Willie had fallen asleep imagining what his family would be like. His dad would be a music man and he’d teach Willie how to play the piano – pia, pia, pia-ano – and the big bass drum – bumdi, bumdi, bumdi-bum. He pictured his mum and him rowing a boat gently down the stream, and stopping his sister from pricking her finger on an enchanted spinning wheel. He thought about them arriving on a flying carpet to collect him.
‘Keep wishing. Dreams do come true!’ he’d shout to the boys and girls, as he flew off to his new home – over the rainbow.
But his wished-for family didn’t arrive at breakfast time, by mid-morning or lunchtime.
‘Are you all right?’ Jill touched Willie’s arm.
He spun away from her. ‘It’s just something in ma eye,’ he said, and quickly wiped his face with the sleeve of his nightgown. Daft to believe in magic, anyway, he thought.
At half past two, Dame Nettle singled out Pinocchio and Princess True Love. The princess wore a dirty ball gown. ‘You two stay here,’ said the dame. ‘You’ll make the place look homely.’ Then she shooed the rest of the boys and girls out the door. ‘I want you go to market to buy a fat pig,’ she said to them. ‘The last thing I want is for Mr Sprat to think the place is overrun with horrible children and – ’ she glanced at the bird with muddy-brown feathers ‘– ugly ducklings.’
Willie tried to catch Enid’s eye to tell her not to listen to Dame Nettle, but she bent her long neck towards the wooden slats and didn’t look up.
Jill stretched out her hand, clearly expecting some money to pay for the pig. But Dame Nettle touched the pocket with the whip in it, and Jill’s arm shot behind her back.
‘The market’s in Banbury. It’ll take at least two hours to walk there,’ Jack whispered to Willie, as they headed down the outside steps by the shoe’s heel.
‘She’s only sending us there to get us out of the way,’ replied Willie.
The North wind blew through his flimsy nightshirt, making him shiver. Pale grey clouds hung like heavy sacks in the sky.
‘I think it might snow,’ said Jill.
Willie heard the door to the boot shut. ‘Quick! Let’s hide under the staircase.’ He ran around the side and ducked underneath it.
‘She might see us.’ Jill didn’t follow him.
‘No, she won’t. This is our chance to stop the estate agent; come on!’
Jack and Jill joined him in the small space. The rest of the children waved goodbye and carried on across the field on their long walk.
Jill pulled her sleeves over her hands. ‘Do you think it would feel this cold if we lived under a bridge?’
‘Yes, and we’d have trolls to worry about too.’ Jack peered out of a gap between two steps.
Willie did his best to give her a reassuring smile. ‘We’re not going to live under a bridge or a staircase or in cardboard boxes. We’re staying where we are.’
Inside, Tick Tock donged three times and Princess True Love started to sing like an angel.
‘Dame Nettle must think music will put the estate agent in a good mood,’ said Jack.
‘Aye. She’s after the best price she can get for the boot.’ Willie looked out from their hiding position as well. He scanned his surroundings for a pumpkin carriage bumping across the field or a flying house twirling to the ground. His chest felt like he had fairies fluttering inside of him.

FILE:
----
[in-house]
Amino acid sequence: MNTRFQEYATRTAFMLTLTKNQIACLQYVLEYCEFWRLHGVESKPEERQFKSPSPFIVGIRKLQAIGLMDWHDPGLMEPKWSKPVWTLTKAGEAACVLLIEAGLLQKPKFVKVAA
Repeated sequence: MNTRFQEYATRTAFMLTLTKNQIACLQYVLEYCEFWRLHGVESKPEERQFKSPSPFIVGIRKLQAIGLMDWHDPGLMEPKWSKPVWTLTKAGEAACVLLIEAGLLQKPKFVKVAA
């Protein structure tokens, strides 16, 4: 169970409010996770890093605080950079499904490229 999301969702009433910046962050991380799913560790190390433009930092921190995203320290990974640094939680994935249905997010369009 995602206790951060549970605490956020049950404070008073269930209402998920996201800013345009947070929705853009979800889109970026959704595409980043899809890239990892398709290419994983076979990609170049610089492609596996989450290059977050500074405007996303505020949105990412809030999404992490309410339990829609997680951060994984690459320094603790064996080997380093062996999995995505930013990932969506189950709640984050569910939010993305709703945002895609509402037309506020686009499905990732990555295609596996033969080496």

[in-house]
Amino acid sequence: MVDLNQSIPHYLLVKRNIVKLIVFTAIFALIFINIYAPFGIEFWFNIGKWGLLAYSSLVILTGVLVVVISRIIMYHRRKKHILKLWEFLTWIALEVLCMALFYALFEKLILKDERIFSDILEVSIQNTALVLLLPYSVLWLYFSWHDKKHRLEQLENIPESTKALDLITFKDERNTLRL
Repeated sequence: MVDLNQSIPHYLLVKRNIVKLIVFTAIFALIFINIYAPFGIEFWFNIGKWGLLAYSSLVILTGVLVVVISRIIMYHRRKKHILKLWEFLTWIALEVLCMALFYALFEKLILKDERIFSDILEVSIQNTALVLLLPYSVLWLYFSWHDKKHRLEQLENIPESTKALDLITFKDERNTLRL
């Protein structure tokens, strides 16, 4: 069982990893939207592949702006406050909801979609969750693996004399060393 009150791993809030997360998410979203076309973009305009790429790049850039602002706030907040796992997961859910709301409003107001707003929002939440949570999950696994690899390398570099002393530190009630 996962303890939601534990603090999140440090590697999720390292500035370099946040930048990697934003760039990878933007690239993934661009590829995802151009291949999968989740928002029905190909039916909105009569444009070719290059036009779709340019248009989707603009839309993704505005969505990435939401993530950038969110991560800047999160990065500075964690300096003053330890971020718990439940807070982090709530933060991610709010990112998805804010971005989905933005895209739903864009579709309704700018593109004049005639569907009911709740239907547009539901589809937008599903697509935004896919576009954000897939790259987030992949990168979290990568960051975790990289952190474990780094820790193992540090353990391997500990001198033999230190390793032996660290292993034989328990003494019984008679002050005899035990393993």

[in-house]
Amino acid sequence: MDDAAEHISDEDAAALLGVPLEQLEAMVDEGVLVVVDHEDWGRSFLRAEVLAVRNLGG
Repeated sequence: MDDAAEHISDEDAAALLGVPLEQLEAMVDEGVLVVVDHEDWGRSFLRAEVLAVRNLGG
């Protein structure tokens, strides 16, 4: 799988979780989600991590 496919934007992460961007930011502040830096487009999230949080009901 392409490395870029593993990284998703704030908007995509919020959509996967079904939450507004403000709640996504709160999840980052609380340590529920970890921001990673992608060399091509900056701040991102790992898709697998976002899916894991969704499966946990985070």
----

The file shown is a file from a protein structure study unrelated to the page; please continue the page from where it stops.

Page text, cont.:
But he had not expected the estate agent to arrive by travelling trunk. The wooden box appeared as a dot in the sky one second and before Willie had time to say Jack in a Box it landed with an almighty bump on the raised platform above their heads.
Tick Tock donged twelve times in warning even though it wasn’t midday or midnight. He’d obviously heard the noise too. Hopefully, Dame Nettle hadn’t.
‘Quick, get him!’ Willie sprinted up the steps to the trunk, his friends at his heel.
A middle-aged man sat wedged inside the box with his arms and legs dangling over the sides, trying to pull himself out. He wore odd clothes for an estate agent – a white cotton coat and a stethoscope around his neck. His clothes were also very wet, like he’d been for a swim fully dressed. A leather briefcase and a plastic carrier bag lay on top of him.
‘Thank goodness you’re here. Please help me,’ he said, breathlessly.
‘We’re very sorry to do this to you.’ Willie grabbed one of the man’s legs and started pushing it inside the box.
At the same time, Jack worked on forcing his arms inside too. Jill half-heartedly tried to push the lid closed.
‘Oh, please lower your head,’ she said to him. ‘I don’t want to hurt you.’
‘We will let you out again,’ said Jack.
‘Help! Someone help me!’ The man kicked Willie and hit Jack with the plastic bag.
The boys stopped what they were doing and helped Jill try to force the lid shut. Eventually, it started to close… the estate agent only just managed to pull his fingers inside the trunk in time. But by the thump and the yelp he let out, he didn’t lower his head fast enough.
‘Sorry!’ whispered Jill.
Willie stopped dead still. The princess had stopped singing part way through the song.
‘Something’s wrong,’ he said. Quick – push. Down the steps.’
Once Upon a Wish is dedicated to Tom Donovan
Story by Kim Donovan. (c) All rights reserved. Image: Pixabay